Aghast and jaws dropped, Livestock Consultant Bryan Nichols, Seth Pratt and I watched a set of two calves disappear over the hill into the next grazing paddock accompanied by the heart-dropping sounds of stretching fence and popping insulators. Such was the situation as we attempted to herd the calves into their designated grazing pen for the grazing research project.
This was day three of the second phase of our grazing project, which looks at the differences between a continuous grazing system and a rotational grazing system. With 12 paddocks and two calves per paddock, it was a complicated task compounded by the somewhat nervous temperament of our bovine subjects.
The initial steps for the project began more than two weeks earlier when my officemate, Helen Holstein, and I, accompanied by Ag Research Associate Mike Proctor, ran transects to determine the plant composition of the paddocks. Helen and I were quick to learn the saying "plants don't follow rules and certainly have never read the botany books" as we struggled to identify scraggly and sometimes dead plants plucked from the points along the transect line.
After the first day of running transects and depleting a full box of freezer bags to collect unknown specimens, we resorted to our best resource and requested the consultants' help. They quickly came to our rescue, and, in no time at all, we were ready for the next step, which involved many cups of coffee and early mornings at the calf pens to weigh each individual calf and determine its temperament.
Unfortunately, our ability to successfully gauge each calf's personality was a bit off, and this provided an exciting climax on Wednesday when the calves were finally moved to their grazing pastures. After fixing fence and trading out belligerent bovines, everything was in place and we were prepared for the next 30 days of daily moves and collecting samples.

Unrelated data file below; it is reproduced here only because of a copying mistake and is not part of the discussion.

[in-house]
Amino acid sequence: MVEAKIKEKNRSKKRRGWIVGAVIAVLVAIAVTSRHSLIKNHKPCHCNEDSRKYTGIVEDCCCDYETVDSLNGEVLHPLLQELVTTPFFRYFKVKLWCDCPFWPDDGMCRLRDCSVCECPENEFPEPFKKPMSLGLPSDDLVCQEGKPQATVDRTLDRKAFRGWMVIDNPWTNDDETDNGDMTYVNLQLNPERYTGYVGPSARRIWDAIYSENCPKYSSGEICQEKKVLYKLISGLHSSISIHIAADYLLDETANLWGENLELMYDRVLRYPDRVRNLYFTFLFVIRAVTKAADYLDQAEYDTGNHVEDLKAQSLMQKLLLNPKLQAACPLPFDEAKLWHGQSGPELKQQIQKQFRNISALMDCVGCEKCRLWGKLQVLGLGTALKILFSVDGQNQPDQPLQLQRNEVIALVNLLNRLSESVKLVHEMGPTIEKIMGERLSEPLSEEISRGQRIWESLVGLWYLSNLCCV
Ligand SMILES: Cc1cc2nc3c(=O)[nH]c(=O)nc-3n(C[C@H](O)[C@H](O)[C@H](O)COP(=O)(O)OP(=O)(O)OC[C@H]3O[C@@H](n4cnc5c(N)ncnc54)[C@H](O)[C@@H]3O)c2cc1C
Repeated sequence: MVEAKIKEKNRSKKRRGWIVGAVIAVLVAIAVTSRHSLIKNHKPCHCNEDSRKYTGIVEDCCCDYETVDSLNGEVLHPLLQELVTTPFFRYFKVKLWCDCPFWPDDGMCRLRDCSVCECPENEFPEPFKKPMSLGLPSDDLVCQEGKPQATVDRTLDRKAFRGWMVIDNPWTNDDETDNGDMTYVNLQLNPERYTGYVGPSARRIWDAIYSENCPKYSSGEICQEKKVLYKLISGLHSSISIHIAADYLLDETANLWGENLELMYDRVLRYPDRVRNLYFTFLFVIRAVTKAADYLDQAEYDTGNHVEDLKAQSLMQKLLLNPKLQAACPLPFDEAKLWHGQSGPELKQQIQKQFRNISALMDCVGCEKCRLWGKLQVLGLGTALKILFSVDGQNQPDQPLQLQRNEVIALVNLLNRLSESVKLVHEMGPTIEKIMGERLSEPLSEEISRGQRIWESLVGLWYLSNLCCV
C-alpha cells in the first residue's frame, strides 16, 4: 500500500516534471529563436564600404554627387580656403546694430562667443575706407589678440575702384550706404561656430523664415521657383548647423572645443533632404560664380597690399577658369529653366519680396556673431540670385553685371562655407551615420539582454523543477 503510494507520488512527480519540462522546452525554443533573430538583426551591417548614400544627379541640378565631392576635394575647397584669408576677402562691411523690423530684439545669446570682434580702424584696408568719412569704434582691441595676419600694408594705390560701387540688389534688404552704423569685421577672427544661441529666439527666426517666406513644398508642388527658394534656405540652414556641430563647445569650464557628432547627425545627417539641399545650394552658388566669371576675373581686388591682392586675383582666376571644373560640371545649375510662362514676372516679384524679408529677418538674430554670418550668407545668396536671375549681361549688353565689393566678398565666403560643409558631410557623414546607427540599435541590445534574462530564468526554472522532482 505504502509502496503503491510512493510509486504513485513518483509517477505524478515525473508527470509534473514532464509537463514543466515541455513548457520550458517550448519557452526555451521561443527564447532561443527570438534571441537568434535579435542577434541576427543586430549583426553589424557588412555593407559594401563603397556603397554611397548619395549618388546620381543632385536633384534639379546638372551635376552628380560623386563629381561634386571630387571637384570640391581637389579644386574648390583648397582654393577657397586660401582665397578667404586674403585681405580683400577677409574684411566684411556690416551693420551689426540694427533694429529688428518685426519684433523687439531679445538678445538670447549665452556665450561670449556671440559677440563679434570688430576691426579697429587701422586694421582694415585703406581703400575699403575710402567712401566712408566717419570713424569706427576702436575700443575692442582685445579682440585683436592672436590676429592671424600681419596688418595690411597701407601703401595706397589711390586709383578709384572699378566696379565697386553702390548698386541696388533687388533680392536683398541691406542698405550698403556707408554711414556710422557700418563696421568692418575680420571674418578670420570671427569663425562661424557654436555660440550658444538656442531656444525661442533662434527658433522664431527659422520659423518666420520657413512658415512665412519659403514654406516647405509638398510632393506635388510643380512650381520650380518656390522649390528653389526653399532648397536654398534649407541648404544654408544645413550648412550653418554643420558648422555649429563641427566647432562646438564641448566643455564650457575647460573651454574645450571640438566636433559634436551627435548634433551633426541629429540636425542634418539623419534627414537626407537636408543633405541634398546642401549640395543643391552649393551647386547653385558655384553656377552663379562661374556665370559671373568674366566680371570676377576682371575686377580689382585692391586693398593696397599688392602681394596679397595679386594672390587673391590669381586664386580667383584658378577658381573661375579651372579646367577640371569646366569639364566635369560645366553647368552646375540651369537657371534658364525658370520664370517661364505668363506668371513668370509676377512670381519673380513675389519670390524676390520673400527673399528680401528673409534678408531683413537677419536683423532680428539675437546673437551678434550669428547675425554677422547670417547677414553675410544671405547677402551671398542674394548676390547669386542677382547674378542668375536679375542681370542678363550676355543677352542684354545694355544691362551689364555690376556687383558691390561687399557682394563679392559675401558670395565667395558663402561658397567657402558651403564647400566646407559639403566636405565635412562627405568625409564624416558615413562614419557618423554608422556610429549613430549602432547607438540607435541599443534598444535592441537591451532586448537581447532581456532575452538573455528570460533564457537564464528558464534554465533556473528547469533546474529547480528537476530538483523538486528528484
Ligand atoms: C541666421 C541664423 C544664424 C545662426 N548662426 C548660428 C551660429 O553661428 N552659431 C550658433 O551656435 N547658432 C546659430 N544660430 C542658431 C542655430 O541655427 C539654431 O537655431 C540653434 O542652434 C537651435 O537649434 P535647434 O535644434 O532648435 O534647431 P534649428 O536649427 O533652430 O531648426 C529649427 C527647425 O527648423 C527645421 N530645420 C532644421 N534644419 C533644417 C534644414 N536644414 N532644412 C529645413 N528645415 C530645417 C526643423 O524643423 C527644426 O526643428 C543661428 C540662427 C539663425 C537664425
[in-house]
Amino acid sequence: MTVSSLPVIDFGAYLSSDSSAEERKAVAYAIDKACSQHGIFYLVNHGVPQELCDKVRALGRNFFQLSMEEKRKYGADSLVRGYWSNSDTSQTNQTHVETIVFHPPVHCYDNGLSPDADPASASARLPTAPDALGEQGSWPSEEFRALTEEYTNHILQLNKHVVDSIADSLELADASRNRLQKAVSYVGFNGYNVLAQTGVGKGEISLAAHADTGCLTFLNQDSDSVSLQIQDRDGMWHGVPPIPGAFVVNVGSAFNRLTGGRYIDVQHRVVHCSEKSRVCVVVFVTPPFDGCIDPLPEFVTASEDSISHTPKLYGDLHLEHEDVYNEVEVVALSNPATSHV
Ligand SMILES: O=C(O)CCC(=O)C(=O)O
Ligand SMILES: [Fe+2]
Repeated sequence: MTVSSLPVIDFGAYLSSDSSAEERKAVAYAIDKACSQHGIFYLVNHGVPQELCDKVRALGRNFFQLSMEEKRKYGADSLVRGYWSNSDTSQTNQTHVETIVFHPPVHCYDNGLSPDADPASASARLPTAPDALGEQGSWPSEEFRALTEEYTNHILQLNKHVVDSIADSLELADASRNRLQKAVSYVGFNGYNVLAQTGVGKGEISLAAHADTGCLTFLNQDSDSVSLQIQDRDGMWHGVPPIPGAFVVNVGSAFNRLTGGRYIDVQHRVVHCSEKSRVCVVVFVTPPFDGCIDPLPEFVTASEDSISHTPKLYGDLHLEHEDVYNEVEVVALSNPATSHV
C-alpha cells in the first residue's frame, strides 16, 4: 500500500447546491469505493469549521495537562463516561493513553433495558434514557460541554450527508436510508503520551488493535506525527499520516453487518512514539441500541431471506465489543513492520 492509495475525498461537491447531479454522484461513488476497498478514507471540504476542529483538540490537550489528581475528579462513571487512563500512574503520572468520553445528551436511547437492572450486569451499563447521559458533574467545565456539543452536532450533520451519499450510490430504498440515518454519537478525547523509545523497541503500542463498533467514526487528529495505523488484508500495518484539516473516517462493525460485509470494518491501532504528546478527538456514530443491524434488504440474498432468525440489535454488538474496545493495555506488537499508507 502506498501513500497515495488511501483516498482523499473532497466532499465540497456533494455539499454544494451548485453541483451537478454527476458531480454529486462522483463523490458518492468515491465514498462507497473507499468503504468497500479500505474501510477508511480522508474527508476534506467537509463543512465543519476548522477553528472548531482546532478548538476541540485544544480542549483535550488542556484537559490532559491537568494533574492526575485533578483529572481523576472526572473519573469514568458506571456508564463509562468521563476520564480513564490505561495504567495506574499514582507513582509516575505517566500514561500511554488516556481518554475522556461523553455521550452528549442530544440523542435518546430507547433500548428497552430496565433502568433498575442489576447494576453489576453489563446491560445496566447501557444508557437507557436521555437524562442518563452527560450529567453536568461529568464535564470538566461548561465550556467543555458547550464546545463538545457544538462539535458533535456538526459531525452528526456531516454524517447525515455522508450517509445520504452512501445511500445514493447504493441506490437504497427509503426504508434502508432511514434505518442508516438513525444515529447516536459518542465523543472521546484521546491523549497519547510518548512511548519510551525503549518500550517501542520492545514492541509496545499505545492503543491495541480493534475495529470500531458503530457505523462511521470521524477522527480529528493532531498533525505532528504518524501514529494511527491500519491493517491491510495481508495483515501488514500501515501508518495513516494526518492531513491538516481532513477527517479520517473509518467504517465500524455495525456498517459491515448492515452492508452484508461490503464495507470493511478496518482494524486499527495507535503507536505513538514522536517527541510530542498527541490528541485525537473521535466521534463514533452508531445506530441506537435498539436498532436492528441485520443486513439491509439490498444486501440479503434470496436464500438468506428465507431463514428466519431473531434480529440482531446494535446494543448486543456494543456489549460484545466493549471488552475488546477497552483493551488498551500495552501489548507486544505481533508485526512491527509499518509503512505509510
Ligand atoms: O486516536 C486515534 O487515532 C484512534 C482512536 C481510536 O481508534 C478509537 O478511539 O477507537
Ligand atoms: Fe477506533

As we pass the halfway point, I find it very useful to think about the many lessons this opportunity provided. Lesson number one is a greater appreciation for quality range research, which has proved to be incredibly time consuming and may not even yield any data of measurable value. But perhaps even more important is the understanding that there is no silver bullet for greater range health and livestock productivity. While this may be disappointing, it certainly leaves a Pandora's box of opportunity just waiting to be opened by the inquisitive mind.
Ira Parsons is a 2014 Lloyd Noble Scholar in Agriculture from Leavenworth, Kansas, where he grew up on his family's diversified cow-calf and row-crop farming operation. He is currently a senior at Kansas State University where he is majoring in feed science and management, and minoring in animal science.